A US Army’s 10th Special Forces Group (Airborne) Special Forces soldier provides security for paratroopers from the Italian Army’s Folgore Brigade as they parachute onto a drop zone as part of exercise Saber Junction 19 in Hohenfels, Germany, Sept. 16, 2019.

(US Army photo Sgt. 1st Class Whitney Hughes)

3 heroes who became POWs twice

US Army Maj. Nathan Showman of the 173rd Airborne Brigade watches as paratroopers from the brigade land during a joint forcible entry as part of exercise Saber Junction 19 in Hohenfels, Germany, Sept. 18, 2019.

To determine the best use of SOF capabilities to support larger combined maneuver, the Bulgarian SOTG Commander coordinated directly with his conventional force counterpart US Army Col. Kenneth Burgess, the commander of the 173rd Airborne Brigade.

The SOTG also placed SOF liaison officers within the brigade staff to facilitate communication directly between the staff and SOF on the ground.

3 heroes who became POWs twice

A US Army 10th Special Forces Group (Airborne) Special Forces soldier provides security for paratroopers from the Italian Army’s Folgore Brigade as they parachute onto a drop zone as part of exercise Saber Junction 19 in Hohenfels, Germany, Sept. 16, 2019.

This gave the SOTG the ability to support critical portions of the exercise such as the joint forcible entry, a multinational airborne operation delivering paratroopers from Ramstein Airbase into the exercise to seize key terrain.

Paratroopers from the Italian Army’s Folgore Brigade jumped from Kentucky Air National Guard C-130 aircraft to set the drop zone for the 173rd Airborne Brigade.

Bulgarian and US SOF provided early reconnaissance of the drop zone and secured the area for the pathfinder’s jump, ensuring they had up to date information from the moment they hit the ground.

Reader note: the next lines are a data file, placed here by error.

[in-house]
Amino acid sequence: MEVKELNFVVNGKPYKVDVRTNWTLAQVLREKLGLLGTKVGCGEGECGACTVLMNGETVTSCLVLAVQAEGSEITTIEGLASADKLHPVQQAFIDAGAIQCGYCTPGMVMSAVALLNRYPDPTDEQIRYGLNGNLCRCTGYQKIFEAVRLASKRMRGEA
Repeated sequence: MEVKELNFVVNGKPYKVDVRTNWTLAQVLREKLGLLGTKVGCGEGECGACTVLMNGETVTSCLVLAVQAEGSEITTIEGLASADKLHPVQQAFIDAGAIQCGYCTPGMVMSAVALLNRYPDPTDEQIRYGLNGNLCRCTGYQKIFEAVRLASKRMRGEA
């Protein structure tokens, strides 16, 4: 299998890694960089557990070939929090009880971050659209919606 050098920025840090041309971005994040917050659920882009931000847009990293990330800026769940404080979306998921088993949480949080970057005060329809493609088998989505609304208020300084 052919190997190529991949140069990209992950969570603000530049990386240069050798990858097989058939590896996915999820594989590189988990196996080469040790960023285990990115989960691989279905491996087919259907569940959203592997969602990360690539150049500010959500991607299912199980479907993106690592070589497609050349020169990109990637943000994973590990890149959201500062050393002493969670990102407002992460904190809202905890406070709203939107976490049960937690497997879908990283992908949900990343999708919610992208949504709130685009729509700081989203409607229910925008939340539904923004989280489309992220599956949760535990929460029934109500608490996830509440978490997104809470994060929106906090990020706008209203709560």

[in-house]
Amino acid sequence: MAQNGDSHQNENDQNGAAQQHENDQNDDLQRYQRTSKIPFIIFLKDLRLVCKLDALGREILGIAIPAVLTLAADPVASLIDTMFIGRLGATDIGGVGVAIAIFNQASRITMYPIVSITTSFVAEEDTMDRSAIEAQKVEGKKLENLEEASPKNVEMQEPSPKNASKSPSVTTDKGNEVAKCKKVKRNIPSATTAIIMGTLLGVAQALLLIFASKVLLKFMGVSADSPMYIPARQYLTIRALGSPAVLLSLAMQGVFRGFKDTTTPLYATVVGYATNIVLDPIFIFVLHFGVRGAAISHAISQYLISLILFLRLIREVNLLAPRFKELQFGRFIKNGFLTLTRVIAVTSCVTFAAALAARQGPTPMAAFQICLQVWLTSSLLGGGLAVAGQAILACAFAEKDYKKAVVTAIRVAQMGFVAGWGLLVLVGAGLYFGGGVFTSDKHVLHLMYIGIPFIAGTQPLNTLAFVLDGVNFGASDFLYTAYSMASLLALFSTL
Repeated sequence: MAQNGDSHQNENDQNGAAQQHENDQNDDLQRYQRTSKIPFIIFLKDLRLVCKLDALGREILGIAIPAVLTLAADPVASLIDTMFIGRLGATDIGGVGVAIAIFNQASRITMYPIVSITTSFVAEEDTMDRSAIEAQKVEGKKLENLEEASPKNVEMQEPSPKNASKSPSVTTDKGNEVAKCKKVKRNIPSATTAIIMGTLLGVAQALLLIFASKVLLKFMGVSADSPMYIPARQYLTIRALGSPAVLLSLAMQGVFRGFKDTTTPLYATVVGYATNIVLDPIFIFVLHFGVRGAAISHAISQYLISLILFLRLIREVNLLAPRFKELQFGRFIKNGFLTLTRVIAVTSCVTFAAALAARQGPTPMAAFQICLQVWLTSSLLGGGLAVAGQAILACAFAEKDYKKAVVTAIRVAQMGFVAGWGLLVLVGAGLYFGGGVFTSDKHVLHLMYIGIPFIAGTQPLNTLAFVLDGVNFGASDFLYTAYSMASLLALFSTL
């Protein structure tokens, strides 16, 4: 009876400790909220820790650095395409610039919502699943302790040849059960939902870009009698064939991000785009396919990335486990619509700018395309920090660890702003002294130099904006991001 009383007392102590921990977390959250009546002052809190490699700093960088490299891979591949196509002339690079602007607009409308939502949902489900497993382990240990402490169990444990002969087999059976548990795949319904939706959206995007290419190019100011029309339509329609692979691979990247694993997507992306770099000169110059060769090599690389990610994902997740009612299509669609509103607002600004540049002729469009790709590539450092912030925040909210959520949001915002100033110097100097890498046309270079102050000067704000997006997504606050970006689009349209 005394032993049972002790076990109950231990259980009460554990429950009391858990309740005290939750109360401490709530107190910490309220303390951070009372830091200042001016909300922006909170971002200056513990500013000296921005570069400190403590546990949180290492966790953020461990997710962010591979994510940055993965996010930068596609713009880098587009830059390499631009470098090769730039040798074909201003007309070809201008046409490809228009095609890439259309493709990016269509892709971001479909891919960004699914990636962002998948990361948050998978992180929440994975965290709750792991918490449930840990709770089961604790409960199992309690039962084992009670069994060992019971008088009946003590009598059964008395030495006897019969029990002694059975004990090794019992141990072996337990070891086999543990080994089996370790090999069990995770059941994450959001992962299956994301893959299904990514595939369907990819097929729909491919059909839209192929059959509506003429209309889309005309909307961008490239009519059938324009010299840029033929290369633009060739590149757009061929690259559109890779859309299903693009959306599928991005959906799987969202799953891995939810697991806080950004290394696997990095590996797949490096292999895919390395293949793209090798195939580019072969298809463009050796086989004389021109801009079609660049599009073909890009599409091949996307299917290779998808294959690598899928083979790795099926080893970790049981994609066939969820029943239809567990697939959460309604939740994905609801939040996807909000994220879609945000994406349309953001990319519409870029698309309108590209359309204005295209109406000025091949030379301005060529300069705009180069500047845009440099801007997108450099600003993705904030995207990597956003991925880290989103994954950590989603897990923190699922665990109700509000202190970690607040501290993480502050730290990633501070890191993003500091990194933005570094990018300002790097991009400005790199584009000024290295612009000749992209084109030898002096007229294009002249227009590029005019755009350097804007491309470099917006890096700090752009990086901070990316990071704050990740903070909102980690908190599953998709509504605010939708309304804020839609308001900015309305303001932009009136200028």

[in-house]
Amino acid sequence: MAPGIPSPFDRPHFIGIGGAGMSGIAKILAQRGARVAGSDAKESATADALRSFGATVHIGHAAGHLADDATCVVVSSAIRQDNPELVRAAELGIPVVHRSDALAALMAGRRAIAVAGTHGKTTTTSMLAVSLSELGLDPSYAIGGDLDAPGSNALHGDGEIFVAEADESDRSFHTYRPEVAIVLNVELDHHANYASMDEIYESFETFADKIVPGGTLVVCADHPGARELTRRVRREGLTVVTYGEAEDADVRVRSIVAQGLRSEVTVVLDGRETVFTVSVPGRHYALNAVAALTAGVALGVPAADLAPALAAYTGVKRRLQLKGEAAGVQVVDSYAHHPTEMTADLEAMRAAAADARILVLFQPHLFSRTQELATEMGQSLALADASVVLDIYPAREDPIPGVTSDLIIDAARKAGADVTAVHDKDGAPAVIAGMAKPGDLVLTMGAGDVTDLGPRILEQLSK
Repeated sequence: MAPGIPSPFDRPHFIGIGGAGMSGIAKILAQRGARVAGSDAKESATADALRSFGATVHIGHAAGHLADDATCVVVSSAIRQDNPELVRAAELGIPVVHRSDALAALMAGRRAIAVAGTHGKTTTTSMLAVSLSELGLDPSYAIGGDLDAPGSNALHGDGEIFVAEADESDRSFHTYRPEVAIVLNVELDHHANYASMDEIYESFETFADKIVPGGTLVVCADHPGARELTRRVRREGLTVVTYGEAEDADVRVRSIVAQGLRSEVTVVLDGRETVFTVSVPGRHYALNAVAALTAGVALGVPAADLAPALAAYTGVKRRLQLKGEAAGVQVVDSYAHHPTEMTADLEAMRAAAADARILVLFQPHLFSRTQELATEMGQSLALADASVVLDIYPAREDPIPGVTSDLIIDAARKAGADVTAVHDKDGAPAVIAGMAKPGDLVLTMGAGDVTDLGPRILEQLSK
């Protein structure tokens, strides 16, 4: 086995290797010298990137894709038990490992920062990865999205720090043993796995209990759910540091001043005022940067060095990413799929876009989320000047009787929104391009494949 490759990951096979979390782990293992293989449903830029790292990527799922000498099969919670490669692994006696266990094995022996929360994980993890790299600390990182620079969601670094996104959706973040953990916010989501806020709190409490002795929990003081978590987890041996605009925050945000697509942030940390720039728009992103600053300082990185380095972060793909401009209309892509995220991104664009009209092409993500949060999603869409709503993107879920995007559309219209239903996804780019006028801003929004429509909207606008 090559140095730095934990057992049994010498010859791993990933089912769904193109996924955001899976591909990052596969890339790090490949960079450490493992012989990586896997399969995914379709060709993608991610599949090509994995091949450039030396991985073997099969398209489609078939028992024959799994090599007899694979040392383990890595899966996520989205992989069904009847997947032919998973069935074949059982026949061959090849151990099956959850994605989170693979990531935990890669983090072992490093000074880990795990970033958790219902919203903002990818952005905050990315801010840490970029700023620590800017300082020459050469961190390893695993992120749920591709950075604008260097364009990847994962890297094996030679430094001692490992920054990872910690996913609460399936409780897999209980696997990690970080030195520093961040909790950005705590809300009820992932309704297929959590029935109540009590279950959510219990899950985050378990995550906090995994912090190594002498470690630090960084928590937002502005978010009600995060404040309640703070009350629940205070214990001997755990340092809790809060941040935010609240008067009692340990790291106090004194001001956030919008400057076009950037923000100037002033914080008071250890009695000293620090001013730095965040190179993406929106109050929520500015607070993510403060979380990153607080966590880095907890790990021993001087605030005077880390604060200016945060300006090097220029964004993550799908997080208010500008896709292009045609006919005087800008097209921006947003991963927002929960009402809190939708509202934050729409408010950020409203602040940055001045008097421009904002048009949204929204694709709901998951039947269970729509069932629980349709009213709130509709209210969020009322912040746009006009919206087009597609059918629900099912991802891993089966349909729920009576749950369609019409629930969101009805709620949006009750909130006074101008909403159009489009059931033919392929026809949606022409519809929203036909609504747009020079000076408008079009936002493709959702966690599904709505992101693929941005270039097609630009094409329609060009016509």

3 heroes who became POWs twice

Italian Army paratroopers from the Folgore Airborne Brigade coordinate with US Army 10th Special Forces Group (Airborne) Special Forces soldiers after the Italian paratroopers parachuted onto a drop zone secured by special operations forces as part of exercise Saber Junction 19 in Hohenfels, Germany, Sept. 17, 2019.

(US Army photo Spc. Patrik Orcutt)

This multinational coordination was one of the key objectives of the exercise.

“From my point of view, this is the most important exercise for my unit in that it helps prepare us for future NATO missions,” said the Bulgarian commander. “We are currently on standby in my country [as a quick reaction force], so this exercise is beneficial for us.”

3 heroes who became POWs twice

Bulgarian special operations forces exit a US Army UH-60 Blackhawk helicopter from the 1st Combat Aviation Brigade during combined aviation load training as part of exercise Saber Junction 19 in Hohenfels, Germany, Sept. 13, 2019.

(US Army photo Spc. Patrik Orcutt)

Lithuania’s KASP also worked alongside SOF to set conditions for the conventional force. Exercising their real-world mission of unconventional warfare, the KASP integrated with Special Forces soldiers from the US Army’s 5th SFG(A).

This combined time conducted operations ahead of friendly lines in enemy-occupied territory to enable the multinational conventional joint force.

3 heroes who became POWs twice

US Army’s 10th Special Forces Group (Airborne) Special Forces soldiers deploy light tactical vehicles from CH-47 Chinook helicopter from the 1st Combat Aviation Brigade as part of exercise Saber Junction 19 in Hohenfels, Germany, Sept. 13, 2019.

(US Army photo Spc. Patrik Orcutt)

The KASP are structured similar to the US National Guard, with about 500 professional soldiers and 5,000 reservists, but have a very different mission.

“Our mission is to conduct territorial defense, so we must be ready to defend our country against any type of threat, either hybrid or conventional,” said Col. Dainius Pašvenskas, the KASP commander.